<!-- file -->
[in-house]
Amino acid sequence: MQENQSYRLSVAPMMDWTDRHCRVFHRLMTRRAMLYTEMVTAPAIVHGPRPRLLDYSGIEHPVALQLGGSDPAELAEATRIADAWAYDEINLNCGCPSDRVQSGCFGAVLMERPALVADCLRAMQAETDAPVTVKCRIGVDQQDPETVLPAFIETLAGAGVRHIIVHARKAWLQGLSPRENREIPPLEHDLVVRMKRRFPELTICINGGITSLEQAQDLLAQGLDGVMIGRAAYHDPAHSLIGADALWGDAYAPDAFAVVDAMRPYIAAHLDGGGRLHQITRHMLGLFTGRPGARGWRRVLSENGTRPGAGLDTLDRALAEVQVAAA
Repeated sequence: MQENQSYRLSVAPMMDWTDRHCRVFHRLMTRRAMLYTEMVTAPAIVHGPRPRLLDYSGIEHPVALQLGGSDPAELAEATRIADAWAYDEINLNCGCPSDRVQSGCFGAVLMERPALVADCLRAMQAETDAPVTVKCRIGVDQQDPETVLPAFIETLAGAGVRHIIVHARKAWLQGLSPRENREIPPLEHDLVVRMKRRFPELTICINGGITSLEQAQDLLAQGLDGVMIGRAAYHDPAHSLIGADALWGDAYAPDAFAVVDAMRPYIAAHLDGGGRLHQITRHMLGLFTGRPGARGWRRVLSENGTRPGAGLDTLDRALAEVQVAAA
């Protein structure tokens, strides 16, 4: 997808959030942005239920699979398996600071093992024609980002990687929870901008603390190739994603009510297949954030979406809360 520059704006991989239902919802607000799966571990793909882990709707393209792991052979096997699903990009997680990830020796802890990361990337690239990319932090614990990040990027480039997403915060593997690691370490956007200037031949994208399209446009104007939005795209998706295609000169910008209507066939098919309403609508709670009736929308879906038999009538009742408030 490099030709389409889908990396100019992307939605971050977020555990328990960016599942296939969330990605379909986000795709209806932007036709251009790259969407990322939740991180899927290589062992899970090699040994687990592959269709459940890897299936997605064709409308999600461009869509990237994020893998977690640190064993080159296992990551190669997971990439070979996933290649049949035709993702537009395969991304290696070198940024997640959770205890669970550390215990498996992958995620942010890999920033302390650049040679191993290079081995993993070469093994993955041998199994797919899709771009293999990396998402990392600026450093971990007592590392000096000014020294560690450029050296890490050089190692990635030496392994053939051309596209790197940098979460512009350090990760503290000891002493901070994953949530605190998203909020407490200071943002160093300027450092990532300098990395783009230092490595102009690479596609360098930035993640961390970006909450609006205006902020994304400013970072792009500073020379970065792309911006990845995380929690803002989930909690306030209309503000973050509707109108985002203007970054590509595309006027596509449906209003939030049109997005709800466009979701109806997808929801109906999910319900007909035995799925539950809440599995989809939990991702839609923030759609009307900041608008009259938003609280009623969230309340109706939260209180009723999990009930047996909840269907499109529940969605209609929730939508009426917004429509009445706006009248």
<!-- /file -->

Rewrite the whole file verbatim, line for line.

[in-house]
Amino acid sequence: MQENQSYRLSVAPMMDWTDRHCRVFHRLMTRRAMLYTEMVTAPAIVHGPRPRLLDYSGIEHPVALQLGGSDPAELAEATRIADAWAYDEINLNCGCPSDRVQSGCFGAVLMERPALVADCLRAMQAETDAPVTVKCRIGVDQQDPETVLPAFIETLAGAGVRHIIVHARKAWLQGLSPRENREIPPLEHDLVVRMKRRFPELTICINGGITSLEQAQDLLAQGLDGVMIGRAAYHDPAHSLIGADALWGDAYAPDAFAVVDAMRPYIAAHLDGGGRLHQITRHMLGLFTGRPGARGWRRVLSENGTRPGAGLDTLDRALAEVQVAAA
Repeated sequence: MQENQSYRLSVAPMMDWTDRHCRVFHRLMTRRAMLYTEMVTAPAIVHGPRPRLLDYSGIEHPVALQLGGSDPAELAEATRIADAWAYDEINLNCGCPSDRVQSGCFGAVLMERPALVADCLRAMQAETDAPVTVKCRIGVDQQDPETVLPAFIETLAGAGVRHIIVHARKAWLQGLSPRENREIPPLEHDLVVRMKRRFPELTICINGGITSLEQAQDLLAQGLDGVMIGRAAYHDPAHSLIGADALWGDAYAPDAFAVVDAMRPYIAAHLDGGGRLHQITRHMLGLFTGRPGARGWRRVLSENGTRPGAGLDTLDRALAEVQVAAA
């Protein structure tokens, strides 16, 4: 997808959030942005239920699979398996600071093992024609980002990687929870901008603390190739994603009510297949954030979406809360 520059704006991989239902919802607000799966571990793909882990709707393209792991052979096997699903990009997680990830020796802890990361990337690239990319932090614990990040990027480039997403915060593997690691370490956007200037031949994208399209446009104007939005795209998706295609000169910008209507066939098919309403609508709670009736929308879906038999009538009742408030 490099030709389409889908990396100019992307939605971050977020555990328990960016599942296939969330990605379909986000795709209806932007036709251009790259969407990322939740991180899927290589062992899970090699040994687990592959269709459940890897299936997605064709409308999600461009869509990237994020893998977690640190064993080159296992990551190669997971990439070979996933290649049949035709993702537009395969991304290696070198940024997640959770205890669970550390215990498996992958995620942010890999920033302390650049040679191993290079081995993993070469093994993955041998199994797919899709771009293999990396998402990392600026450093971990007592590392000096000014020294560690450029050296890490050089190692990635030496392994053939051309596209790197940098979460512009350090990760503290000891002493901070994953949530605190998203909020407490200071943002160093300027450092990532300098990395783009230092490595102009690479596609360098930035993640961390970006909450609006205006902020994304400013970072792009500073020379970065792309911006990845995380929690803002989930909690306030209309503000973050509707109108985002203007970054590509595309006027596509449906209003939030049109997005709800466009979701109806997808929801109906999910319900007909035995799925539950809440599995989809939990991702839609923030759609009307900041608008009259938003609280009623969230309340109706939260209180009723999990009930047996909840269907499109529940969605209609929730939508009426917004429509009445706006009248």